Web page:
Air Conditioning Units
Air conditioning units remove heat from the air through the use of a compressor, a condenser, an expansion valve, a thermostat, and a series of motorized fans. Some units may be connected to air ducts or air handling equipment. Contrary to a widespread idea, air conditioning units do not add cold air to a space but instead remove heat from the existing air, making the space feel cooler.
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Applications of Air Conditioning Units
Air conditioning units are usually placed in buildings where fans or natural breezes are inadequate because of temperature, air disturbance, or pollution. Air conditioning systems often use air filters to maintain air quality and avoid spreading germs, pollutants, or other unwanted irritants. They are used in residential buildings, industrial plants, factories, businesses, vehicles, and many other places where cool air creates a more comfortable environment.
Air Conditioning Unit Design and Customization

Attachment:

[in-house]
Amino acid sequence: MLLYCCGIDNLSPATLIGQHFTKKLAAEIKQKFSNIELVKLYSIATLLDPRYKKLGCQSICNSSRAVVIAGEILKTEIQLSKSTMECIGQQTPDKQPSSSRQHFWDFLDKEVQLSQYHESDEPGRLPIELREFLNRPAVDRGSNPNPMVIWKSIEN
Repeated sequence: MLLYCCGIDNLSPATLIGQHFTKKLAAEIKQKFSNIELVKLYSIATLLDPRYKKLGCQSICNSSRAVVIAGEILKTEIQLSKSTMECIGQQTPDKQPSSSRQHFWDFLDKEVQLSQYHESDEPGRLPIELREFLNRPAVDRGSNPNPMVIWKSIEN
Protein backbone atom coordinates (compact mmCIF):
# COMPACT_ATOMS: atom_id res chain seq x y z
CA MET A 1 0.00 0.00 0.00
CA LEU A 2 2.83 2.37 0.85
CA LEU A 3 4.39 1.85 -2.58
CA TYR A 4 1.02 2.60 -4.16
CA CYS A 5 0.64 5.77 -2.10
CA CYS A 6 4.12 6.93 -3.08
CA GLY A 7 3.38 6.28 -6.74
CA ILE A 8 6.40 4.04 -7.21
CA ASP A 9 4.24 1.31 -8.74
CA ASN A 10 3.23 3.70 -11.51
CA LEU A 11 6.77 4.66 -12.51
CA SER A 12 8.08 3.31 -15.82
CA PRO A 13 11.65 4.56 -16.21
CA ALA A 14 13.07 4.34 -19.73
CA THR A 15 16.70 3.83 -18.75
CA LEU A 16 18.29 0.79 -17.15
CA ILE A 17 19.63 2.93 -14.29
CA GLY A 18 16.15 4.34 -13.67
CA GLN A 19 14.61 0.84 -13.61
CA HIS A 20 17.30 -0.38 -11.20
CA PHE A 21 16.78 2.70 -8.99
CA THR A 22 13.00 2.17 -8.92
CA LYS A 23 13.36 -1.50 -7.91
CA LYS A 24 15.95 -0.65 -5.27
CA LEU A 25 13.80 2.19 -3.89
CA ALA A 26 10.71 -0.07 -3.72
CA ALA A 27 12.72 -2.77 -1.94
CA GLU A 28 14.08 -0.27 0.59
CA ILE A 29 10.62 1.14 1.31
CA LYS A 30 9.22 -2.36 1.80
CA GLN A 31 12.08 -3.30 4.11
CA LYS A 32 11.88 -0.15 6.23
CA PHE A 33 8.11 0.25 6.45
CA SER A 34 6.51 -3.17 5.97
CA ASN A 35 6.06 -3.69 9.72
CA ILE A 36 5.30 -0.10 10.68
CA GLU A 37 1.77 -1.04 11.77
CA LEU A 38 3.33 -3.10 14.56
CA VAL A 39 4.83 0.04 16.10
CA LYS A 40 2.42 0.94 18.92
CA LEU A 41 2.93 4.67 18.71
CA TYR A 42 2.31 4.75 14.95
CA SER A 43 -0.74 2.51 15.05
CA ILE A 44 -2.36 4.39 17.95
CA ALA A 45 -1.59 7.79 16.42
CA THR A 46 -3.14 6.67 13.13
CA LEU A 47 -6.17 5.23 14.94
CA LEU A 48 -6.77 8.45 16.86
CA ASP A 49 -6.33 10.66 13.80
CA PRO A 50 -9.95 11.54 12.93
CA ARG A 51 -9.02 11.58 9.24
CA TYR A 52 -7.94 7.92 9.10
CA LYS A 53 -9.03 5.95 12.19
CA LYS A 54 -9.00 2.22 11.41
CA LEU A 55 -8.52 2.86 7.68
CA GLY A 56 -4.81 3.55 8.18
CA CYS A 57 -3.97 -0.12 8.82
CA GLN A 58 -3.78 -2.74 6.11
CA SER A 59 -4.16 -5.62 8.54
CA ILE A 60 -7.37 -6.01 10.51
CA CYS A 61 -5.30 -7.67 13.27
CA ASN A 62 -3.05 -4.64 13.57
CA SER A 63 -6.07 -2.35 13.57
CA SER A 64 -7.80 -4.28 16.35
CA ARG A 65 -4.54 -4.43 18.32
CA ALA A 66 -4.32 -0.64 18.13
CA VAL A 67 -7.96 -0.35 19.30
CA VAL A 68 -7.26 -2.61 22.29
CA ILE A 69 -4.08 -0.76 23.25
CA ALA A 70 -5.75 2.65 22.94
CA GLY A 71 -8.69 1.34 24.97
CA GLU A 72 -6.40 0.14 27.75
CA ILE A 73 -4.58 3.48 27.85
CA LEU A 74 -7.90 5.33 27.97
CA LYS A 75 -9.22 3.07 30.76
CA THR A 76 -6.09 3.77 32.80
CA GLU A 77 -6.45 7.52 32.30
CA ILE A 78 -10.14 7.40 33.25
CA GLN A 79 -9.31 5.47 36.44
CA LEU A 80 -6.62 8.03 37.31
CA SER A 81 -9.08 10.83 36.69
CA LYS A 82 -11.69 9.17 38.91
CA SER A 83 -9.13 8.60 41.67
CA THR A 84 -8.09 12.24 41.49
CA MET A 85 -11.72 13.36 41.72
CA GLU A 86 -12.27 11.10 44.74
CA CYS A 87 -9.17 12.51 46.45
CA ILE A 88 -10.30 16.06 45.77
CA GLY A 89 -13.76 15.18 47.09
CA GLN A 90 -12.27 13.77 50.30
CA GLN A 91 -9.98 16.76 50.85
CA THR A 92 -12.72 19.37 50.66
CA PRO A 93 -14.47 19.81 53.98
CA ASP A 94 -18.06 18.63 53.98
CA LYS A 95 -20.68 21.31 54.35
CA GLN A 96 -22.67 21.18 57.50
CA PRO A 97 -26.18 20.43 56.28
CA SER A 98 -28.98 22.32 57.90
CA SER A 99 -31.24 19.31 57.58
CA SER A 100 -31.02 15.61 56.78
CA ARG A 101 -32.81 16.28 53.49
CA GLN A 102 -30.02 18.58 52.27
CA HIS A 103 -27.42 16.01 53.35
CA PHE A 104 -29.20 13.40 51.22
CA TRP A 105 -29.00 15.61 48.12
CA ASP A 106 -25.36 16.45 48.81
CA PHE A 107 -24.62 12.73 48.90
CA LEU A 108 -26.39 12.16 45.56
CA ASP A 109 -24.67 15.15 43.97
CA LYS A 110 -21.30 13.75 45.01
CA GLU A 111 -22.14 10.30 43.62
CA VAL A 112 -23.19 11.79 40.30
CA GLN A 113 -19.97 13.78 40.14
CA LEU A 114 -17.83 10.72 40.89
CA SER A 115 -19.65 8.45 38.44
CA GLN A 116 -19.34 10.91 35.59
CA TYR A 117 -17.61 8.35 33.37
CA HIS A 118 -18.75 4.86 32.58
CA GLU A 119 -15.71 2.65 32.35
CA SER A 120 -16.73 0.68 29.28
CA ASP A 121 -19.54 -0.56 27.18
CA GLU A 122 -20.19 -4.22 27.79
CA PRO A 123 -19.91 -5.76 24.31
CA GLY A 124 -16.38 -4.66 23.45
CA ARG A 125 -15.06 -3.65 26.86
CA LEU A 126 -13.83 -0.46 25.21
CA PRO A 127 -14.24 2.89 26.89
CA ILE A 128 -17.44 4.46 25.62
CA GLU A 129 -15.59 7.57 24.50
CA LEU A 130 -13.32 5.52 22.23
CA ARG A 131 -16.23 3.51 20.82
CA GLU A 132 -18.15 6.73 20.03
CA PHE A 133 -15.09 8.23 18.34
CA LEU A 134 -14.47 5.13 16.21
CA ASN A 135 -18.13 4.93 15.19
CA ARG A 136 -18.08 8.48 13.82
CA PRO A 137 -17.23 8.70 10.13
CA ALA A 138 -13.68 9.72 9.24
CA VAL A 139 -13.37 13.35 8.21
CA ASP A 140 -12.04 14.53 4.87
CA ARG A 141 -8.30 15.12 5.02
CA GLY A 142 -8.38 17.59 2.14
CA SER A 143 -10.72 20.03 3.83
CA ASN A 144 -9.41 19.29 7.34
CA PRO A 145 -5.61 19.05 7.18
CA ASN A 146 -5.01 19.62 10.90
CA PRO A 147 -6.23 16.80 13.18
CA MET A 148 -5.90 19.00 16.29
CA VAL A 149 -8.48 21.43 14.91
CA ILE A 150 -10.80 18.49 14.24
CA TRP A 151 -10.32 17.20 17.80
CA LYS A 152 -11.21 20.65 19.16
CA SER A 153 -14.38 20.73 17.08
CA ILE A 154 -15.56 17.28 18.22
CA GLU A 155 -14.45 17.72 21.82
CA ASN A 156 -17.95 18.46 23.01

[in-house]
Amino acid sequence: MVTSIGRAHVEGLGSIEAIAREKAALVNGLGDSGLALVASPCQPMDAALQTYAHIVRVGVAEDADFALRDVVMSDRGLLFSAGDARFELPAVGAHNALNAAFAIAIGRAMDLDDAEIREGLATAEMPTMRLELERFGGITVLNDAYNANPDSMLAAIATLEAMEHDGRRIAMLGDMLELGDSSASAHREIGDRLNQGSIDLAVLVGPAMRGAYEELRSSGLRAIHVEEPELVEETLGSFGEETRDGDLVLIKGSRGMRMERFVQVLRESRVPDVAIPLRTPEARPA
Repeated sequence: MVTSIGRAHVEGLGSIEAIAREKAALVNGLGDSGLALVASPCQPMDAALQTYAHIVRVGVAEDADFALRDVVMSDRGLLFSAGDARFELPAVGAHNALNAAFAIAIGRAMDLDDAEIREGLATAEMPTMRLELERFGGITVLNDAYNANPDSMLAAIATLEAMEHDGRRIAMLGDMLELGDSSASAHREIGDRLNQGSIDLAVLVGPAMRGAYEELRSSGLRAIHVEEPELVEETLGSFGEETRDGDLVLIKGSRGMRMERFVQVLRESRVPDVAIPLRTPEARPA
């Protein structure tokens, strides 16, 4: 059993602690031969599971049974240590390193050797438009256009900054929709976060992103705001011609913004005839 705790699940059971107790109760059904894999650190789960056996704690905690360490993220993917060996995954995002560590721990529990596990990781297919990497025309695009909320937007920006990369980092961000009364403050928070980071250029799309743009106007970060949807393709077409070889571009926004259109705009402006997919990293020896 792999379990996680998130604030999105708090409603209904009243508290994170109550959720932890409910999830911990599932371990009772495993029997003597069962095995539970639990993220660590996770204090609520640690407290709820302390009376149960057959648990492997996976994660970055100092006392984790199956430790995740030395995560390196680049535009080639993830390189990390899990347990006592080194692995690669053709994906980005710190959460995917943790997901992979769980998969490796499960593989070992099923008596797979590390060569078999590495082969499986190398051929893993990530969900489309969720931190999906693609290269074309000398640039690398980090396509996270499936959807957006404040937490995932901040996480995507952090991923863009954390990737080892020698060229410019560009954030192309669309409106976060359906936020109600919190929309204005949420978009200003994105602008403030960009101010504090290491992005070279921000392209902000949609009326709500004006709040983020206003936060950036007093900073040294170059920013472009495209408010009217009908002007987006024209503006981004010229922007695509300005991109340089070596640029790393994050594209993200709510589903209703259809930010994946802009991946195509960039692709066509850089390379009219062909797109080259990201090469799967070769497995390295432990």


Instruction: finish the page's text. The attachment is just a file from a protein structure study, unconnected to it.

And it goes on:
Components of air conditioning units are usually made from stainless steel or aluminum. They vary in size. Window units are small enough to fit between an open window and the ledge, while industrial air conditioners are large enough to cool an entire plant or factory. Because they require electricity, air conditioning units may become costly if the space is not well-insulated or if the air is poorly circulated. Air conditioning units are available in a range of styles, including portable, window, spot cooling, and split air. Portable air conditioner units are moveable and can be easily transferred from space to space. Window units are mounted in an open window while spot cooling units are used to control localized heat sources. Split air unit systems have components inside and outside the facility.
How Air Conditioning Units Work
Air conditioning units have a thermostat that responds in accordance with the current air temperature. When it reaches a predetermined temperature, a sensor causes the unit to turn on until the thermostat measures the air temperature at a lower level. A/C units, as they are frequently abbreviated, use a chemical called a refrigerant that can change quickly from a gas to a liquid. Freon is the most commonly used refrigerant. This chemical is contained inside coils within the body of the main unit. The compressor causes the refrigerant to change from a cool gas to a hot gas under pressure. As the gas runs through the coils, it condenses into a liquid as the heat dissipates. It is forced through the small opening of the expansion valve, which helps it evaporate back into a cold low-pressure gas. This gas runs through the coils to absorb heat from the air, cooling the space.